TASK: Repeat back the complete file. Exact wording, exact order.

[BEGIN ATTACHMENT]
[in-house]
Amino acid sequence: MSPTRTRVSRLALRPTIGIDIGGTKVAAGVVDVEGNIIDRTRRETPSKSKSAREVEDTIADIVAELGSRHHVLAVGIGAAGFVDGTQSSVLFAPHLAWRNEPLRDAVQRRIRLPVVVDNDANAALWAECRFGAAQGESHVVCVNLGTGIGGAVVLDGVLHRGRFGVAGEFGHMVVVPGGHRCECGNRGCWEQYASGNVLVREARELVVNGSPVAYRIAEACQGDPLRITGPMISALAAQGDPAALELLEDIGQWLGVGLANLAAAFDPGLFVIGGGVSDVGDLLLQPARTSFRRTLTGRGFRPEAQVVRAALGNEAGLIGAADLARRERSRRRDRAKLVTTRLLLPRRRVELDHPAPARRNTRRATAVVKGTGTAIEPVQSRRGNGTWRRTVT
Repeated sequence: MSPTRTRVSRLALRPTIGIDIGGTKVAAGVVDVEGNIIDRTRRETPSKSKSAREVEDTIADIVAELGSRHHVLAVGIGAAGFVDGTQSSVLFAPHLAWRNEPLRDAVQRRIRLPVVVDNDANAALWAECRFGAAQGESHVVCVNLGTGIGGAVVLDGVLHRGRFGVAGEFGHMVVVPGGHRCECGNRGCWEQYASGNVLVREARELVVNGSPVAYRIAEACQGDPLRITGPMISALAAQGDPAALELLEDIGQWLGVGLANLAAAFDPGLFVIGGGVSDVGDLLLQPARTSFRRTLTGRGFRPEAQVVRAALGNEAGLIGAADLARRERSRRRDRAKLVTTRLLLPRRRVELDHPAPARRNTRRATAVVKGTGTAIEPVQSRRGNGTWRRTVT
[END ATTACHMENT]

[in-house]
Amino acid sequence: MSPTRTRVSRLALRPTIGIDIGGTKVAAGVVDVEGNIIDRTRRETPSKSKSAREVEDTIADIVAELGSRHHVLAVGIGAAGFVDGTQSSVLFAPHLAWRNEPLRDAVQRRIRLPVVVDNDANAALWAECRFGAAQGESHVVCVNLGTGIGGAVVLDGVLHRGRFGVAGEFGHMVVVPGGHRCECGNRGCWEQYASGNVLVREARELVVNGSPVAYRIAEACQGDPLRITGPMISALAAQGDPAALELLEDIGQWLGVGLANLAAAFDPGLFVIGGGVSDVGDLLLQPARTSFRRTLTGRGFRPEAQVVRAALGNEAGLIGAADLARRERSRRRDRAKLVTTRLLLPRRRVELDHPAPARRNTRRATAVVKGTGTAIEPVQSRRGNGTWRRTVT
Repeated sequence: MSPTRTRVSRLALRPTIGIDIGGTKVAAGVVDVEGNIIDRTRRETPSKSKSAREVEDTIADIVAELGSRHHVLAVGIGAAGFVDGTQSSVLFAPHLAWRNEPLRDAVQRRIRLPVVVDNDANAALWAECRFGAAQGESHVVCVNLGTGIGGAVVLDGVLHRGRFGVAGEFGHMVVVPGGHRCECGNRGCWEQYASGNVLVREARELVVNGSPVAYRIAEACQGDPLRITGPMISALAAQGDPAALELLEDIGQWLGVGLANLAAAFDPGLFVIGGGVSDVGDLLLQPARTSFRRTLTGRGFRPEAQVVRAALGNEAGLIGAADLARRERSRRRDRAKLVTTRLLLPRRRVELDHPAPARRNTRRATAVVKGTGTAIEPVQSRRGNGTWRRTVT